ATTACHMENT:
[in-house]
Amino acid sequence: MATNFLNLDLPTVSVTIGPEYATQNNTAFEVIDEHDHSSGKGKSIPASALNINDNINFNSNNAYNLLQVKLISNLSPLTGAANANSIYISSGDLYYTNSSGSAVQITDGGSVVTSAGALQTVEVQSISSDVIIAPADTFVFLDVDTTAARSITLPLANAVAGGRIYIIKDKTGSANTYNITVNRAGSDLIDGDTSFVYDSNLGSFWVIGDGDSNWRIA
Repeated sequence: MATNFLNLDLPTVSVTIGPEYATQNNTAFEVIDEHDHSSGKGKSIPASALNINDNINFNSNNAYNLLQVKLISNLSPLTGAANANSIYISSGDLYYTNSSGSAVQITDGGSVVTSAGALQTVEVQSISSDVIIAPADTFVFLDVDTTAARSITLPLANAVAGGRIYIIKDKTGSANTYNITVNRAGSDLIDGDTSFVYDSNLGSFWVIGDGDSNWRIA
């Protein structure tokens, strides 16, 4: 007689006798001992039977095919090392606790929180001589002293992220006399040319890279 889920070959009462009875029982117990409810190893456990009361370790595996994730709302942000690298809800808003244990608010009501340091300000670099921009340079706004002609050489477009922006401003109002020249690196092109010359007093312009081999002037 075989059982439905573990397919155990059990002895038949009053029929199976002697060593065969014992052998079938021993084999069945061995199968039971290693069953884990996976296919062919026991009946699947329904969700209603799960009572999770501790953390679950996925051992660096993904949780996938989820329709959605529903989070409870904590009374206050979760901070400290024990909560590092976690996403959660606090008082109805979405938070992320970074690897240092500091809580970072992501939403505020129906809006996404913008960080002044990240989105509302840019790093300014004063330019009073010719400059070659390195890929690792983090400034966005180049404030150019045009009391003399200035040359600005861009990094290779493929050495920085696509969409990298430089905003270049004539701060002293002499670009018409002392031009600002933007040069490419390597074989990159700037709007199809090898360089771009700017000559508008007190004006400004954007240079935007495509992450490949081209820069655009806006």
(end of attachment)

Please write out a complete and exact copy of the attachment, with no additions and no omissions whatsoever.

[in-house]
Amino acid sequence: MATNFLNLDLPTVSVTIGPEYATQNNTAFEVIDEHDHSSGKGKSIPASALNINDNINFNSNNAYNLLQVKLISNLSPLTGAANANSIYISSGDLYYTNSSGSAVQITDGGSVVTSAGALQTVEVQSISSDVIIAPADTFVFLDVDTTAARSITLPLANAVAGGRIYIIKDKTGSANTYNITVNRAGSDLIDGDTSFVYDSNLGSFWVIGDGDSNWRIA
Repeated sequence: MATNFLNLDLPTVSVTIGPEYATQNNTAFEVIDEHDHSSGKGKSIPASALNINDNINFNSNNAYNLLQVKLISNLSPLTGAANANSIYISSGDLYYTNSSGSAVQITDGGSVVTSAGALQTVEVQSISSDVIIAPADTFVFLDVDTTAARSITLPLANAVAGGRIYIIKDKTGSANTYNITVNRAGSDLIDGDTSFVYDSNLGSFWVIGDGDSNWRIA
């Protein structure tokens, strides 16, 4: 007689006798001992039977095919090392606790929180001589002293992220006399040319890279 889920070959009462009875029982117990409810190893456990009361370790595996994730709302942000690298809800808003244990608010009501340091300000670099921009340079706004002609050489477009922006401003109002020249690196092109010359007093312009081999002037 075989059982439905573990397919155990059990002895038949009053029929199976002697060593065969014992052998079938021993084999069945061995199968039971290693069953884990996976296919062919026991009946699947329904969700209603799960009572999770501790953390679950996925051992660096993904949780996938989820329709959605529903989070409870904590009374206050979760901070400290024990909560590092976690996403959660606090008082109805979405938070992320970074690897240092500091809580970072992501939403505020129906809006996404913008960080002044990240989105509302840019790093300014004063330019009073010719400059070659390195890929690792983090400034966005180049404030150019045009009391003399200035040359600005861009990094290779493929050495920085696509969409990298430089905003270049004539701060002293002499670009018409002392031009600002933007040069490419390597074989990159700037709007199809090898360089771009700017000559508008007190004006400004954007240079935007495509992450490949081209820069655009806006």